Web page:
Short reviews of movies playing throughout the Tampa Bay area

click to enlarge SPANGLISH - Bob Marshak/Columbia Pictures SPANGLISH
Bob Marshak/Columbia Pictures SPANGLISH


AFTER THE SUNSET (PG-13) Although there are worse ways to while away 90-some minutes, After the Sunset isn't really exciting or original enough to engage us as a heist movie, and it's not funny enough to succeed as a comedy. Pierce Brosnan and Salma Hayek are retired jewel thieves playing elaborately pointless cat-and-mouse games with FBI agent Woody Harrelson while they consider that inevitable one last heist. Also stars Don Cheadle. 1/2

ALEXANDER (R) Oliver Stone's three-hour biopic of Alexander the Great is, at best, a curiously uninvolving affair. There are lots of long, boring speeches; hokey dialogue; an unintentionally silly melange of accents (from Irish brogues to faux-Slavic); a couple of extended battle scenes where the cry of "Glory!" becomes a four-syllable word; a horribly manipulative soundtrack (courtesy of Vangelis); and a narrator who tells us about key events in the hero's life so that we don't have to actually witness them for ourselves. Colin Farrell makes a surprisingly lackluster Alexander, playing the great conqueror as a whiny, poofy-haired surfer dude with mother issues and an eye for the boys. In place of his usual conspiracy theories and cinematic provocations, Stone layers in heaping helpings of pop psychology, mainly manifested by Angelina Jolie as Alexander's dominating, guilt-tripping, weirdly sensualized mother (she does some interesting things with snakes, too). Also stars Val Kilmer, Anthony Hopkins, Jared Leto and Christopher Plummer.

THE AVIATOR (PG-13) Martin Scorsese's biopic about Howard Hughes — businessman, adventurer, inventor, visionary, playboy, recluse and raving nut-job — the quintessential American. The Aviator crams an awful lot of history into its nearly three-hour running time, but the core of the movie eyeballs the obsessive personality that would allow Hughes to become a master of the world and then eventually transform him into a brittle paranoic, paralyzed by everything he felt was beyond his control. And while Leonardo DiCaprio doesn't quite have the gravitas to pull off this sort of role, you do get used to him after the first half hour or so. The film begins in the 1920s with Hughes' flirtation with Hollywood, segueing into his affairs with the likes of Katherine Hepburn (an uncanny impersonation by Cate Blanchette) and Ava Gardner (a lightweight Kate Beckinsale), his outrageous financial triumphs and his steady surrender to his delusions. The Aviator covers a lot of other ground, too, and the question becomes how could one film do justice to this life. The answer, of course, is that it can't. But Scorsese has given us a big, muscular epic that, while not ranking with his very best work, is at least two films in one, both good enough to ensure that one of those nice, shiny statues will soon be residing on the director's mantelpiece. 1/2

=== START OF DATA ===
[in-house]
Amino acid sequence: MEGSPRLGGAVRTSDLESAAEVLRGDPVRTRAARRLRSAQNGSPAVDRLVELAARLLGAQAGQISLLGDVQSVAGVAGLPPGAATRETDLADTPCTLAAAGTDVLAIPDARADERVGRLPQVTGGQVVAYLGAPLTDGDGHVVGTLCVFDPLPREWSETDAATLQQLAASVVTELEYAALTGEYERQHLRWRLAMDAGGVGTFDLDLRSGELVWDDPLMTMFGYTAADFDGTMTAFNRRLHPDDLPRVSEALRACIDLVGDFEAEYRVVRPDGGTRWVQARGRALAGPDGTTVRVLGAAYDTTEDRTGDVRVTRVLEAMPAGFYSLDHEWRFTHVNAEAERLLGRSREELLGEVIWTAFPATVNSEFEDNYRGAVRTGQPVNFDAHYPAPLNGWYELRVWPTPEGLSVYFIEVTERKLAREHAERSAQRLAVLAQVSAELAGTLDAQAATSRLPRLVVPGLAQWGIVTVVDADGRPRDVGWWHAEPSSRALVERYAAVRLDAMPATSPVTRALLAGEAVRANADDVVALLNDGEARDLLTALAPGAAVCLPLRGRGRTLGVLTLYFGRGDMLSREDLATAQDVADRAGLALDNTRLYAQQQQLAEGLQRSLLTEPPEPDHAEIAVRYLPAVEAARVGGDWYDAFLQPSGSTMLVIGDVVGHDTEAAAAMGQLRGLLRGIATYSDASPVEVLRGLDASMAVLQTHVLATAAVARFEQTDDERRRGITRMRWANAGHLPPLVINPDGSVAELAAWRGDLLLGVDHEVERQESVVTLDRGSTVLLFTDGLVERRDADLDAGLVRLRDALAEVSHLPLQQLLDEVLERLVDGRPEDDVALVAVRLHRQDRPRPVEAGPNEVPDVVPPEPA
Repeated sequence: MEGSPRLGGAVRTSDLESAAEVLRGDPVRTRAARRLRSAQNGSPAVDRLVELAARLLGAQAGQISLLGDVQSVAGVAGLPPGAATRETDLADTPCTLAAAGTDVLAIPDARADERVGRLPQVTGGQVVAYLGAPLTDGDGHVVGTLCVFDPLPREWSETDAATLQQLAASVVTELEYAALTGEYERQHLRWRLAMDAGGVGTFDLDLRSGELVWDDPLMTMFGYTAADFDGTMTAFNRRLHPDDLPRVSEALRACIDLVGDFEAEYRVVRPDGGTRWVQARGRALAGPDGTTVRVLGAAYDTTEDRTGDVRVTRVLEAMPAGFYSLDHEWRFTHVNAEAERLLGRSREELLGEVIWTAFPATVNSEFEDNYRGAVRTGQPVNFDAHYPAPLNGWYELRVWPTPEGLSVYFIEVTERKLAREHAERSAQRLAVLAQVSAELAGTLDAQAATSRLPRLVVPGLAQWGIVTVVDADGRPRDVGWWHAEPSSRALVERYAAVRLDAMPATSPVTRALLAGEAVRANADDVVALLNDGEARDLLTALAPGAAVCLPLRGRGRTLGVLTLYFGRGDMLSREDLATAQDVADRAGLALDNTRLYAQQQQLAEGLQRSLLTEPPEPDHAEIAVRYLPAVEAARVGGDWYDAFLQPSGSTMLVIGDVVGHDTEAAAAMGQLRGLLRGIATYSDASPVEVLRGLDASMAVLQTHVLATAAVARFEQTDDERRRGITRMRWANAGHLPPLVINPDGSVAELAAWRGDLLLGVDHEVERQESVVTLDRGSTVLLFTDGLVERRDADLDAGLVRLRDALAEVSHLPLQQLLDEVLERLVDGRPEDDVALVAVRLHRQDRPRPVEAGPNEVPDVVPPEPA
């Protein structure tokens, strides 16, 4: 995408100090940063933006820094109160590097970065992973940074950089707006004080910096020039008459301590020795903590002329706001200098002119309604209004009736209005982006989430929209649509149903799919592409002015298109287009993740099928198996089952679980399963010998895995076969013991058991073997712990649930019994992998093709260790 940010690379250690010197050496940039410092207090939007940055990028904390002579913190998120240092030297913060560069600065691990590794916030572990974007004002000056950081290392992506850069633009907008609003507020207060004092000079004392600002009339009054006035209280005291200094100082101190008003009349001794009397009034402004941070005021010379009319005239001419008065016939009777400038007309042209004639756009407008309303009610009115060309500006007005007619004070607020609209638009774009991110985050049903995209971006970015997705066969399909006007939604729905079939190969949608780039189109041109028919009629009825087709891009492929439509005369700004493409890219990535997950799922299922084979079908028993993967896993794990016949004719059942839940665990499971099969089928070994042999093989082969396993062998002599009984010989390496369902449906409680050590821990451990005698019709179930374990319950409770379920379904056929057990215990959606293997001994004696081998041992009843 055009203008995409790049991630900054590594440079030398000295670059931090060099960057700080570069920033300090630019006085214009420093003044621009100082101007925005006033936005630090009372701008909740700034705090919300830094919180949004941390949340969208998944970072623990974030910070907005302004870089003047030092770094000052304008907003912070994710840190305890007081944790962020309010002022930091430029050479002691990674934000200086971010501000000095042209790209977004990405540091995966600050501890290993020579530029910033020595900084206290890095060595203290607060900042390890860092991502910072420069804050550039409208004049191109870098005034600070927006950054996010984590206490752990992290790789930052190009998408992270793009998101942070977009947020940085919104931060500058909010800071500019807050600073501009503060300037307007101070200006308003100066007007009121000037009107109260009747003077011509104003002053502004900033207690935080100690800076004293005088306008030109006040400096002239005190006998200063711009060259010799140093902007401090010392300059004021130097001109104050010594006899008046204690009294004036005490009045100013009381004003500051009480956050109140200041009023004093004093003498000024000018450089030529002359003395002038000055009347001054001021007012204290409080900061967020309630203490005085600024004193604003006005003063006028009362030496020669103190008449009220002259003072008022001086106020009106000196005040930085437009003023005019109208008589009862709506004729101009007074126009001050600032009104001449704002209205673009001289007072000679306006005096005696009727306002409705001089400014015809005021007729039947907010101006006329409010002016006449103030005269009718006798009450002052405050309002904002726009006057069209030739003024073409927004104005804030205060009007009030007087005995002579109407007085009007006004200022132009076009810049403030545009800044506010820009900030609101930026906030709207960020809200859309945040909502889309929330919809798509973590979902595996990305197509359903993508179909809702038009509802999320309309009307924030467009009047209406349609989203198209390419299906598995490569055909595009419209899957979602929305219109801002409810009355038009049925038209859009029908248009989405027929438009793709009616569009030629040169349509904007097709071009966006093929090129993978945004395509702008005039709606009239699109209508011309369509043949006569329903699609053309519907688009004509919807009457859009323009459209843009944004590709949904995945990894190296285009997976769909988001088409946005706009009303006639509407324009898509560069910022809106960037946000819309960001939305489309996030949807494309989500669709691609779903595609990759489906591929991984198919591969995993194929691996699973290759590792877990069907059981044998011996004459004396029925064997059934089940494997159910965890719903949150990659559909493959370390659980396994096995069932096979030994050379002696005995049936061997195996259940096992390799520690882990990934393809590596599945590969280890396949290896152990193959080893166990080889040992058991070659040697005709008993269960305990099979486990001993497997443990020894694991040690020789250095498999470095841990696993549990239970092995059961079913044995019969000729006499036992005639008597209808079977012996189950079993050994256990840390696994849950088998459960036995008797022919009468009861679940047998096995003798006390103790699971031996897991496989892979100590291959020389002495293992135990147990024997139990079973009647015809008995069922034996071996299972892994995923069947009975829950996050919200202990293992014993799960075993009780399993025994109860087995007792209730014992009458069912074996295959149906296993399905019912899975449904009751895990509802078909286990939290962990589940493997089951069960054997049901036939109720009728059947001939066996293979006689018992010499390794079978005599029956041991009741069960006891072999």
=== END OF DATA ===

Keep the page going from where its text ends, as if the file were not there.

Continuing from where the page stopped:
BEING JULIA (NR) "Luminous" is a word that film critics tend to overuse when describing beautiful actresses lighting up the screen, beautifully, but hardly any other word will do for Annette Bening's career-topping performance here. The film itself is lushly mounted but otherwise pretty standard stuff — Bening plays an aging diva in 1930s London, engaged in a clandestine affair with a younger man — but Bening herself is on screen nearly every moment, and it's impossible to take our eyes off her. Director Istvan Szabo (Mephisto, Sunshine) invests the material with an appealingly light touch, lovely visual flourishes and as much wit as we might expect in what is essentially a pretty dull story. The film becomes better during a last act that manufactures some All About Eve-like backstage intrigue and runs with it, but the real reason to see the film is Bening, who is extraordinary. Also stars Jeremy Irons, Juliet Stevens and Michael Gambon. Currently playing at burns Court Cinemas. Call to confirm. 1/2

BEYOND THE SEA (PG-13) Kevin Spacey's well-intentioned but seriously bungled biopic about Bobby Darin nails the singer's voice, his stage mannerisms and his act, but gets almost everything else wrong. The movie takes one of those warmed-over Dennis Potter-esque approaches, à la All That Jazz and De-Lovely, where the characters step outside the action to comment on it and take us on a guided tour of their lives while conversing with younger versions of themselves. The poor man's pomo trappings fall particularly flat here, a lame attempt to disguise the movie's shallow and crushingly uninspired adherence to standard biopic formulas as it trudges along from one episode in Darin's life to the next. Bobby Darin was actually a pretty interesting guy, an ambitious chameleon with a complicated relationship to the whole hipster/lounge music phenomenon that, for many, defined him — not that you'd know it from this movie. The music is pretty happening, though, and a couple of the Vegas show recreations are almost worth sticking around for. Also stars Kate Bosworth, Brenda Blethyn, Bob Hoskins and John Goodman. Currently playing at burns Court Cinemas. Call to confirm.

Scroll to read more Events & Film articles


Join Creative Loafing Tampa Bay Newsletters

Subscribe now to get the latest news delivered right to your inbox.